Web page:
Attention conservation notice: Post about a 2014 PNAS paper discussing a 2013 PNAS paper (cited 449 times already!) for a journal club I was required to go to, which you’ve probably already heard of if you’re in the field, and probably don’t care about if you’re not. Also, I am not a geneticist.
The crux of both these papers is the following: let’s compare the genome-wide gene expression of humans in situations in which their inflammatory systems are likely to be going haywire (trauma, burns, sepsis with endotoxins) to the genome-wide gene expression of mice that are also in stressful situations in which their gene expression is likely to be pretty haywire-ish as well.
Here’s the problem: they come to exactly the opposite conclusions: the 2013 paper saying that the correspondence between the human and mice inflammatory signatures isn’t very good, and the 2014 paper saying that it is pretty good. And they use similar data sets.
So why the conflicting results?
1) One of the major differences is that the 2013 paper compared human genes that had been thresholded for significance in the condition of interest to all mice genes, whereas the 2014 paper thresholded both gene sets for significance prior to calculating the correlation. But why threshold for significance and then do correlations at all? It might be nice to threshold for some other characteristic of the genes, such as high variance, that is at least somewhat orthogonal to the actual correlation.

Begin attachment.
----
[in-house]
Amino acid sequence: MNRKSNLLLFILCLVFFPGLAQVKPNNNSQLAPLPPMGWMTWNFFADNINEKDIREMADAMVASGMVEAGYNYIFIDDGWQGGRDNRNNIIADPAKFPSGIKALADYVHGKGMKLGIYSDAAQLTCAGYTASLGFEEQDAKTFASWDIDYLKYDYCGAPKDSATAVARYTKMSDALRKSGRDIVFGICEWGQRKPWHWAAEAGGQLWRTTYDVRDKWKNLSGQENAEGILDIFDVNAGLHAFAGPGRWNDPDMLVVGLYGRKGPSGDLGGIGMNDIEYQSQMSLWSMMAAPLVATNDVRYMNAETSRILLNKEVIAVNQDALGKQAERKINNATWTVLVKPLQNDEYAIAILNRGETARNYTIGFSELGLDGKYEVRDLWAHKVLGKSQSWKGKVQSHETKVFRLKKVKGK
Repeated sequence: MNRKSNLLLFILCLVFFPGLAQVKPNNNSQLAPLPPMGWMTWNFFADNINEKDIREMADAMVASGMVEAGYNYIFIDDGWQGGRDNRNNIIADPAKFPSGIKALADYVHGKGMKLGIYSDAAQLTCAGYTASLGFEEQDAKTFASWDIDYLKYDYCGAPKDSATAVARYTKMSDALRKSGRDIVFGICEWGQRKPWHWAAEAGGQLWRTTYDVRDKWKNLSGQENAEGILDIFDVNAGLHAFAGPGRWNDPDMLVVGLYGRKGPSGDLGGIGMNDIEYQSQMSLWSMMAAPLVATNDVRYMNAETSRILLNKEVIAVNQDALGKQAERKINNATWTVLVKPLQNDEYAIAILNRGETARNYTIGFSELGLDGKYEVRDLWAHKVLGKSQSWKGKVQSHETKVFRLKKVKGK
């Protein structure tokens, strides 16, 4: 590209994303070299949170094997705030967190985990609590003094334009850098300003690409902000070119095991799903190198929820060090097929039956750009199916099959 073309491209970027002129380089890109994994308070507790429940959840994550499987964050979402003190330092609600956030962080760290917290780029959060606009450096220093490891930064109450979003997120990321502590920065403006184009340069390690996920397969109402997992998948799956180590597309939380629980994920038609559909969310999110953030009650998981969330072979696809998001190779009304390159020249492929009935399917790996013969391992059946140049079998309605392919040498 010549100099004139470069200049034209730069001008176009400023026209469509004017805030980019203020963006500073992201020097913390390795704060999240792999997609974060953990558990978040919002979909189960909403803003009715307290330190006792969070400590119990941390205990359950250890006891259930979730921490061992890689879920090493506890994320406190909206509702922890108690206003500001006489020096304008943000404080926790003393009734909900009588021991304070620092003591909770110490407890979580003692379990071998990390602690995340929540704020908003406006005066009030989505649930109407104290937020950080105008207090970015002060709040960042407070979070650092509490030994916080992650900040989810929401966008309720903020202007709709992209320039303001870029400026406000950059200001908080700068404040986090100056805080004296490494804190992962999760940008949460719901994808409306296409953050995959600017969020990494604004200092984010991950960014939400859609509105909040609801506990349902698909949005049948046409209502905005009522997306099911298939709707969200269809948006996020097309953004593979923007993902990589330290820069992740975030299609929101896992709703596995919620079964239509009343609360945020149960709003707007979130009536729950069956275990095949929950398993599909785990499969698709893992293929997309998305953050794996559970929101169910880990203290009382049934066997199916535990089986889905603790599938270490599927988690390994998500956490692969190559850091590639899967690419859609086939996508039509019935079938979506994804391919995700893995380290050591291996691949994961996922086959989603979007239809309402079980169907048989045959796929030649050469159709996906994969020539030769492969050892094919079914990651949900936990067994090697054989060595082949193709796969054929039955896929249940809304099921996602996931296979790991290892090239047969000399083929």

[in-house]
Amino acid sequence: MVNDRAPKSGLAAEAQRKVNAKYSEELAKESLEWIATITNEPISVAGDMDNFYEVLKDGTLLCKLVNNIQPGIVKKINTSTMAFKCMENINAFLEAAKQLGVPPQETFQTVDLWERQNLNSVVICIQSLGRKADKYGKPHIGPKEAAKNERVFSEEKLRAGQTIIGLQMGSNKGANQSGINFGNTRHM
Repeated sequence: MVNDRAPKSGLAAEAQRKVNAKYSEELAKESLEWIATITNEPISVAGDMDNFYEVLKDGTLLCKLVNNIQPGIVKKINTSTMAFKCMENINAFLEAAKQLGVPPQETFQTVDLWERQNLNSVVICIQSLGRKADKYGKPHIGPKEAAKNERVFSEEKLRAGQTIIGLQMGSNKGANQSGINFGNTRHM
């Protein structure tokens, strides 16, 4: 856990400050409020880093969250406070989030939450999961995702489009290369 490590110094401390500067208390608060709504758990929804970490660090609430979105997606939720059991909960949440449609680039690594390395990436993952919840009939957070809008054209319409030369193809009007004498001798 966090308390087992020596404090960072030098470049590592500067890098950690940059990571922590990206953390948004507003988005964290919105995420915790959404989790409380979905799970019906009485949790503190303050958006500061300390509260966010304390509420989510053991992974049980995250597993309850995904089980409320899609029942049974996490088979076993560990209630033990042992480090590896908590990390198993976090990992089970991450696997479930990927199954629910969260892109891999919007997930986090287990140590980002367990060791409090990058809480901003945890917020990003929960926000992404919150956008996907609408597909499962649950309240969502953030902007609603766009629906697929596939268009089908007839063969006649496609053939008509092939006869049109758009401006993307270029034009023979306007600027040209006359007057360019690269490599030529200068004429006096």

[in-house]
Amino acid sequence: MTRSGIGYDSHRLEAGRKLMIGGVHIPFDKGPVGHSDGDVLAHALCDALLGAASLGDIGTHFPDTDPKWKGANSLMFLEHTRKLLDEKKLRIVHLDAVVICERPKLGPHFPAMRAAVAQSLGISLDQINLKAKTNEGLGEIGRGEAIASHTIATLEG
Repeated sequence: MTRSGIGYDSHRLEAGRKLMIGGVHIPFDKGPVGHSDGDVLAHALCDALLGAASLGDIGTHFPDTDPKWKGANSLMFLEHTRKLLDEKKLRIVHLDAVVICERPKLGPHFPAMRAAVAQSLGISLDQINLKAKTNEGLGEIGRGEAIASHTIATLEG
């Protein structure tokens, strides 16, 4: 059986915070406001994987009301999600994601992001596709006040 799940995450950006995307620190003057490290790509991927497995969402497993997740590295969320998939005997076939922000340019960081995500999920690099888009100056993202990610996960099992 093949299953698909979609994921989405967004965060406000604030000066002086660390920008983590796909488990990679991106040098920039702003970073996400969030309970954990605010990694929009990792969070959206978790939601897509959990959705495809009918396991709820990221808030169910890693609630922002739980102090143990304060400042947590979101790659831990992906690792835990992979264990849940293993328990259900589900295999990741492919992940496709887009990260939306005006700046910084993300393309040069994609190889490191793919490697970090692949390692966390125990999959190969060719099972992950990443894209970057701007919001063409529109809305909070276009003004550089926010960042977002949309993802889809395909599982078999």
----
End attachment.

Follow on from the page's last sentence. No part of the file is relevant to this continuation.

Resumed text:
2) The 2013 paper uses Pearson correlations, whereas the 2014 paper uses Spearman rank correlations, making quite a brouhaha about how this is necessary because the data is not normally distributed via a KS test, and the Spearman measure is better in the case of non-normality. If this is so important, why not Kendall’s tau? But I am not convinced that it is: even in the most extreme cases on Wikipedia, the differences between Pearson and Spearman is only ~ 0.15 – 0.2, whereas the two studies found differences of around ~ 0.4 – 0.6. I bet #1 is more key.
Bottom line: The cynical take is that comparing mice to human gene expression patterns poses a large number of analysis quandaries, offering many free parameters for the researchers to draw conclusions of their preference. The more idealistic take is that authors and reviewers must be very careful in ensuring standard, robust methods in the analyses. Overall, I come down in favor of the 2014 paper, because they threshold mouse and human genes in the same way, which is more like comparing apples to apples.